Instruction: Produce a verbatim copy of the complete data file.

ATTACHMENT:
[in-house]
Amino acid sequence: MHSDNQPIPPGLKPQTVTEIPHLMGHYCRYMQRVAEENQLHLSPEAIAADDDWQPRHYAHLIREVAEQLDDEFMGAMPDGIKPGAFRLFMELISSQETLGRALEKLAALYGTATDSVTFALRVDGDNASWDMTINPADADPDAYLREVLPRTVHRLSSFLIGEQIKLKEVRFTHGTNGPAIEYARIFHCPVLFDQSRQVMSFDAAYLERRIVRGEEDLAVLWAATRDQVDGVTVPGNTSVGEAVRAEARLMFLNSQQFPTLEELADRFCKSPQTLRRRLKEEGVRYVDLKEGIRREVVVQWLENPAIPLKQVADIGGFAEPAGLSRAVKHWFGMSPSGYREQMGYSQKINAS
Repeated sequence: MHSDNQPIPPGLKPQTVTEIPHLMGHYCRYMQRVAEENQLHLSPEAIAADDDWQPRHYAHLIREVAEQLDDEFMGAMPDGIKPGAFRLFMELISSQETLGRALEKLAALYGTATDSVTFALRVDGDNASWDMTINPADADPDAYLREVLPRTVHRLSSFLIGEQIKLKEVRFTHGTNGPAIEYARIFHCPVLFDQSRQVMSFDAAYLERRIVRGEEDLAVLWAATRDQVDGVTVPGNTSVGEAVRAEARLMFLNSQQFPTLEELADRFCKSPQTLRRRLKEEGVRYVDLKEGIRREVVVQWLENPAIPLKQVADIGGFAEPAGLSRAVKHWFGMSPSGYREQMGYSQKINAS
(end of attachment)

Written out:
[in-house]
Amino acid sequence: MHSDNQPIPPGLKPQTVTEIPHLMGHYCRYMQRVAEENQLHLSPEAIAADDDWQPRHYAHLIREVAEQLDDEFMGAMPDGIKPGAFRLFMELISSQETLGRALEKLAALYGTATDSVTFALRVDGDNASWDMTINPADADPDAYLREVLPRTVHRLSSFLIGEQIKLKEVRFTHGTNGPAIEYARIFHCPVLFDQSRQVMSFDAAYLERRIVRGEEDLAVLWAATRDQVDGVTVPGNTSVGEAVRAEARLMFLNSQQFPTLEELADRFCKSPQTLRRRLKEEGVRYVDLKEGIRREVVVQWLENPAIPLKQVADIGGFAEPAGLSRAVKHWFGMSPSGYREQMGYSQKINAS
Repeated sequence: MHSDNQPIPPGLKPQTVTEIPHLMGHYCRYMQRVAEENQLHLSPEAIAADDDWQPRHYAHLIREVAEQLDDEFMGAMPDGIKPGAFRLFMELISSQETLGRALEKLAALYGTATDSVTFALRVDGDNASWDMTINPADADPDAYLREVLPRTVHRLSSFLIGEQIKLKEVRFTHGTNGPAIEYARIFHCPVLFDQSRQVMSFDAAYLERRIVRGEEDLAVLWAATRDQVDGVTVPGNTSVGEAVRAEARLMFLNSQQFPTLEELADRFCKSPQTLRRRLKEEGVRYVDLKEGIRREVVVQWLENPAIPLKQVADIGGFAEPAGLSRAVKHWFGMSPSGYREQMGYSQKINAS